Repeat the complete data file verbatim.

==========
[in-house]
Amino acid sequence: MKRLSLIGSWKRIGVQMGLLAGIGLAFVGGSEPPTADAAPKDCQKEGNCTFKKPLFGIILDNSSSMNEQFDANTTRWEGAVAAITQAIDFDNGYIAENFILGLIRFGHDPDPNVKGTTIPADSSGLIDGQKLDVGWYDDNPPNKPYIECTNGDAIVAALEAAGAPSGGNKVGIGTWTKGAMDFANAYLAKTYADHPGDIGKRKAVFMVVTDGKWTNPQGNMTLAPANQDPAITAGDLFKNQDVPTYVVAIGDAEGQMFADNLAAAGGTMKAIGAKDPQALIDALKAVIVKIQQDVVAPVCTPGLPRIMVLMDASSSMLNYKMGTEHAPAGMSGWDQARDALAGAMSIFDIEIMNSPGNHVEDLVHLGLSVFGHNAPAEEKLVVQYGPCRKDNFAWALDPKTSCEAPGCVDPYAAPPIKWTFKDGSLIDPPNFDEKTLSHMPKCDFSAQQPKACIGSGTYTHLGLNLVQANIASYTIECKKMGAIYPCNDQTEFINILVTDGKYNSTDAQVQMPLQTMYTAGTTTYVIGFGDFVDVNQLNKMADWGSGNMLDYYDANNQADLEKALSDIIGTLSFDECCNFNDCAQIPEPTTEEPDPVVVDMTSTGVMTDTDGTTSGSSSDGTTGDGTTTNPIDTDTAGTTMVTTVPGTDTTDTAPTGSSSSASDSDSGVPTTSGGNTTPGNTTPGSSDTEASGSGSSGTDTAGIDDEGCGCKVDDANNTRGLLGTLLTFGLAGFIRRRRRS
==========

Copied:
[in-house]
Amino acid sequence: MKRLSLIGSWKRIGVQMGLLAGIGLAFVGGSEPPTADAAPKDCQKEGNCTFKKPLFGIILDNSSSMNEQFDANTTRWEGAVAAITQAIDFDNGYIAENFILGLIRFGHDPDPNVKGTTIPADSSGLIDGQKLDVGWYDDNPPNKPYIECTNGDAIVAALEAAGAPSGGNKVGIGTWTKGAMDFANAYLAKTYADHPGDIGKRKAVFMVVTDGKWTNPQGNMTLAPANQDPAITAGDLFKNQDVPTYVVAIGDAEGQMFADNLAAAGGTMKAIGAKDPQALIDALKAVIVKIQQDVVAPVCTPGLPRIMVLMDASSSMLNYKMGTEHAPAGMSGWDQARDALAGAMSIFDIEIMNSPGNHVEDLVHLGLSVFGHNAPAEEKLVVQYGPCRKDNFAWALDPKTSCEAPGCVDPYAAPPIKWTFKDGSLIDPPNFDEKTLSHMPKCDFSAQQPKACIGSGTYTHLGLNLVQANIASYTIECKKMGAIYPCNDQTEFINILVTDGKYNSTDAQVQMPLQTMYTAGTTTYVIGFGDFVDVNQLNKMADWGSGNMLDYYDANNQADLEKALSDIIGTLSFDECCNFNDCAQIPEPTTEEPDPVVVDMTSTGVMTDTDGTTSGSSSDGTTGDGTTTNPIDTDTAGTTMVTTVPGTDTTDTAPTGSSSSASDSDSGVPTTSGGNTTPGNTTPGSSDTEASGSGSSGTDTAGIDDEGCGCKVDDANNTRGLLGTLLTFGLAGFIRRRRRS